January 17, 2013 1 Comment
In 2012 the government introduced an annual phonics check for all children in England in year 1, which supports the synthetic phonics method of teaching reading in schools.
You may feel unsure about how to approach helping children learn to read using phonics. In this post we’ll be explaining briefly what phonics is, along with some information on the phonics screening check. We hope you find it helpful!
You’ll find lots more information on phonics at www.oxfordowl.co.uk
So what is phonics?
Synthetic phonics is a method used in schools as a way of teaching children how to read.
Children are taught to read letters, or groups of letters, by saying the sound(s) they represent. Children can then start to read words by blending the sounds together from left to right to make a word.
There’s a really useful video on the Oxford Owl website, where phonics expert Ruth Miskin explains what phonics is, along with some top tips on getting started with phonics.
The Year 1 Phonics Screening Check
The Year 1 Phonics Screening Check is taken individually by all children in England in Year 1 (children age 5-6) in June. It is a short, light-touch assessment used by teachers to ensure that children are making sufficient progress in their phonics skills and are on track to become fluent readers who can enjoy reading for pleasure and for learning.
The handy Phonics Screening Check FAQ guide on the Oxford Owl website, from phonics advisor Laura Sharp, provides lots of information on the check. The most important thing to remember is that it is a check, not a test, and is designed to identify whether a child needs any additional support so that they don’t fall behind.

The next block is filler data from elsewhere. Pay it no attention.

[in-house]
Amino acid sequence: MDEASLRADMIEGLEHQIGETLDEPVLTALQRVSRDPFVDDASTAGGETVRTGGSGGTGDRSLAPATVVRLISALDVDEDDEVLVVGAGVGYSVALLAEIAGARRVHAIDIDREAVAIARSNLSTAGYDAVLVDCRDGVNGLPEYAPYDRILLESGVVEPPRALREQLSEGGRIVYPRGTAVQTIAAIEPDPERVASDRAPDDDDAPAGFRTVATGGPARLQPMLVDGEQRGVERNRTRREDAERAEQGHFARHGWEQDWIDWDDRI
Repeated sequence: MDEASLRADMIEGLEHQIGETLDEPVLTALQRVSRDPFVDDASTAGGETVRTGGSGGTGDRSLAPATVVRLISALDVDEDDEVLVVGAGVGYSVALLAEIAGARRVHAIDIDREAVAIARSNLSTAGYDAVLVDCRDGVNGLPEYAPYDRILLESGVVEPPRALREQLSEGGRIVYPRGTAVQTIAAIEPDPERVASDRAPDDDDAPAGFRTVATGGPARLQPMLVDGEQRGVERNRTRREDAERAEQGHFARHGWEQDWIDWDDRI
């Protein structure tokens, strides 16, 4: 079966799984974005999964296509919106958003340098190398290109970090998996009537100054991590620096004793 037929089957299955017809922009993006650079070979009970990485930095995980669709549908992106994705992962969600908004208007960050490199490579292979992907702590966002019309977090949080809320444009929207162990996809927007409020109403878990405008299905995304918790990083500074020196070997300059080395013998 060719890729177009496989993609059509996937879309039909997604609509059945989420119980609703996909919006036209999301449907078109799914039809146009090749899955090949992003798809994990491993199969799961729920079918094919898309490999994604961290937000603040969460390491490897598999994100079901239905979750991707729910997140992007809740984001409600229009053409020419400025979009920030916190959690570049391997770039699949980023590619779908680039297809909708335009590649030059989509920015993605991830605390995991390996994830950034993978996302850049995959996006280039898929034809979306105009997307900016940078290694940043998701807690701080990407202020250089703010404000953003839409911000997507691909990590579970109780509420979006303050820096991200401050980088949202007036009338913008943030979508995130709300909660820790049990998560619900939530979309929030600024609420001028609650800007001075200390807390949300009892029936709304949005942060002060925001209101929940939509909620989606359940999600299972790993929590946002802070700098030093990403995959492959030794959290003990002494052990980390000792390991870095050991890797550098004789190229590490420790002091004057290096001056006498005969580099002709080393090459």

Phonics support at home
We also produce a range of useful resources for parents wishing to support their child’s phonics learning at home, based on how children learn at school.
For some fun phonics practice at home, My Phonics Kit is specially developed for 6 year olds. It contains 3 full-colour phonics workbooks, a CD-ROM with interactive eBooks and activities, reward chart, stickers, and leaflet for parents with information about the phonics screening check and features the much-loved Read with Biff, Chip and Kipper characters.
We also publish a unique Oxford Phonics Spelling Dictionary, where words are ordered by initial phonic sound, with subsections to show how the same sounds appear in the middle or at the end of a word. This makes it easy to explain how ‘sun’ and ‘Cinderella’ both start with the ‘s’ sound, and how ‘dance’ has the same ‘s’ sound at the end.
And don’t forget, you’ll find lots more information on phonics at www.oxfordowl.co.uk